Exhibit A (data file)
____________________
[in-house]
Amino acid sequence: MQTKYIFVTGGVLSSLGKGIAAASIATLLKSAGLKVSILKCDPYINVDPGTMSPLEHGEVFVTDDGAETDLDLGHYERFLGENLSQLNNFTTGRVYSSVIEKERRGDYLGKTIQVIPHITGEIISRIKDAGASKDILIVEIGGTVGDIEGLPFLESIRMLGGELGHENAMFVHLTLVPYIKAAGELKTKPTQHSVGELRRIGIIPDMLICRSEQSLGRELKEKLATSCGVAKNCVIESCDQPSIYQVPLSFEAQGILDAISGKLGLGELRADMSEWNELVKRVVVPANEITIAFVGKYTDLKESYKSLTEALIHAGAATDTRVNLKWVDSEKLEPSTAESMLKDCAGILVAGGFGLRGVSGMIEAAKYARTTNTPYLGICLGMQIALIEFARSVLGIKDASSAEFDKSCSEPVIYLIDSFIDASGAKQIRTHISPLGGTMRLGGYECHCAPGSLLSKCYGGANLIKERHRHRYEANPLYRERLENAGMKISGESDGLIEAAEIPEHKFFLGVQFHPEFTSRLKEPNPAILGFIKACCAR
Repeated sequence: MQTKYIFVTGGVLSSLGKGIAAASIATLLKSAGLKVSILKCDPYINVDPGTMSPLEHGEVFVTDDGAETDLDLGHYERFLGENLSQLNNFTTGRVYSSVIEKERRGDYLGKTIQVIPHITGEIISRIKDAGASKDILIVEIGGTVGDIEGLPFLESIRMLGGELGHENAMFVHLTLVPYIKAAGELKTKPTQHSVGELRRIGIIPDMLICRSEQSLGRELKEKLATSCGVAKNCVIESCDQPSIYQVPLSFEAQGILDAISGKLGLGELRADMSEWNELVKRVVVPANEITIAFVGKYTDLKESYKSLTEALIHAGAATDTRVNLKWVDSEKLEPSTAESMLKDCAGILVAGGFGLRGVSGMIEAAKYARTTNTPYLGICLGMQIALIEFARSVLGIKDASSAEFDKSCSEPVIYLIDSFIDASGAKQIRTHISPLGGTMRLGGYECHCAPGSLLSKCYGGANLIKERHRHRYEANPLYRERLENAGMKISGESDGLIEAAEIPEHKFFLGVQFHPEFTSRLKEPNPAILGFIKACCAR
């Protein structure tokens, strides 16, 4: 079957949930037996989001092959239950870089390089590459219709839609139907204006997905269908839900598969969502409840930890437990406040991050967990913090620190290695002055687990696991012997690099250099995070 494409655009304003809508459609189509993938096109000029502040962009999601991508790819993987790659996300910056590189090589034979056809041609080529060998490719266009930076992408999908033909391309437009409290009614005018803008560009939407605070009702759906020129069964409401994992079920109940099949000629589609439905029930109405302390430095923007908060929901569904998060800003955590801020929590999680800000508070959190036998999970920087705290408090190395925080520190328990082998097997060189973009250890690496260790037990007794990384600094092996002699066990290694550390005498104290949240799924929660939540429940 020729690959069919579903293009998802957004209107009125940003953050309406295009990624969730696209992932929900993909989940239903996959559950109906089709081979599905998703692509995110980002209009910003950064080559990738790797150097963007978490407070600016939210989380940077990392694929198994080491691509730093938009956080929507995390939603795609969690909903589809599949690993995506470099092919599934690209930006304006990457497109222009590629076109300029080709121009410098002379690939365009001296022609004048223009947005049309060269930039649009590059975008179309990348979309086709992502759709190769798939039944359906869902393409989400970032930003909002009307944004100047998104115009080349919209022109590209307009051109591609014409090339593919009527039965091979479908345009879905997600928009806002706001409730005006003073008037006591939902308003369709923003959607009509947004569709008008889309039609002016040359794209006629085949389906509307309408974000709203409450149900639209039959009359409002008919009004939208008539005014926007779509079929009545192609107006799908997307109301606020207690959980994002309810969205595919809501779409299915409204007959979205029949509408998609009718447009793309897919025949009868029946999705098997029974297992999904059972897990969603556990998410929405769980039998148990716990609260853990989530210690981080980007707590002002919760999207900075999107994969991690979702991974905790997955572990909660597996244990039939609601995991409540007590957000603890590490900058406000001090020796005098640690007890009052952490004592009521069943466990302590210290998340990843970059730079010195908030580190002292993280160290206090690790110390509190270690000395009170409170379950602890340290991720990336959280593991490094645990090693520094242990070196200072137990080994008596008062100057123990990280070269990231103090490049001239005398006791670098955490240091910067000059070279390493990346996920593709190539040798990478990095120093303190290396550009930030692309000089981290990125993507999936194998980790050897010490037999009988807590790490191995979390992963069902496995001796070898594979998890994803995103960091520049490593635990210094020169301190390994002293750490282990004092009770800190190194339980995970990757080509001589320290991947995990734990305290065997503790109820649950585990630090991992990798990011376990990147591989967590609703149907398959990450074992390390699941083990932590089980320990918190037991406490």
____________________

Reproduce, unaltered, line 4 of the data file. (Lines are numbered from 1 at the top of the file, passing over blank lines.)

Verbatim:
């Protein structure tokens, strides 16, 4: 079957949930037996989001092959239950870089390089590459219709839609139907204006997905269908839900598969969502409840930890437990406040991050967990913090620190290695002055687990696991012997690099250099995070 494409655009304003809508459609189509993938096109000029502040962009999601991508790819993987790659996300910056590189090589034979056809041609080529060998490719266009930076992408999908033909391309437009409290009614005018803008560009939407605070009702759906020129069964409401994992079920109940099949000629589609439905029930109405302390430095923007908060929901569904998060800003955590801020929590999680800000508070959190036998999970920087705290408090190395925080520190328990082998097997060189973009250890690496260790037990007794990384600094092996002699066990290694550390005498104290949240799924929660939540429940 020729690959069919579903293009998802957004209107009125940003953050309406295009990624969730696209992932929900993909989940239903996959559950109906089709081979599905998703692509995110980002209009910003950064080559990738790797150097963007978490407070600016939210989380940077990392694929198994080491691509730093938009956080929507995390939603795609969690909903589809599949690993995506470099092919599934690209930006304006990457497109222009590629076109300029080709121009410098002379690939365009001296022609004048223009947005049309060269930039649009590059975008179309990348979309086709992502759709190769798939039944359906869902393409989400970032930003909002009307944004100047998104115009080349919209022109590209307009051109591609014409090339593919009527039965091979479908345009879905997600928009806002706001409730005006003073008037006591939902308003369709923003959607009509947004569709008008889309039609002016040359794209006629085949389906509307309408974000709203409450149900639209039959009359409002008919009004939208008539005014926007779509079929009545192609107006799908997307109301606020207690959980994002309810969205595919809501779409299915409204007959979205029949509408998609009718447009793309897919025949009868029946999705098997029974297992999904059972897990969603556990998410929405769980039998148990716990609260853990989530210690981080980007707590002002919760999207900075999107994969991690979702991974905790997955572990909660597996244990039939609601995991409540007590957000603890590490900058406000001090020796005098640690007890009052952490004592009521069943466990302590210290998340990843970059730079010195908030580190002292993280160290206090690790110390509190270690000395009170409170379950602890340290991720990336959280593991490094645990090693520094242990070196200072137990080994008596008062100057123990990280070269990231103090490049001239005398006791670098955490240091910067000059070279390493990346996920593709190539040798990478990095120093303190290396550009930030692309000089981290990125993507999936194998980790050897010490037999009988807590790490191995979390992963069902496995001796070898594979998890994803995103960091520049490593635990210094020169301190390994002293750490282990004092009770800190190194339980995970990757080509001589320290991947995990734990305290065997503790109820649950585990630090991992990798990011376990990147591989967590609703149907398959990450074992390390699941083990932590089980320990918190037991406490």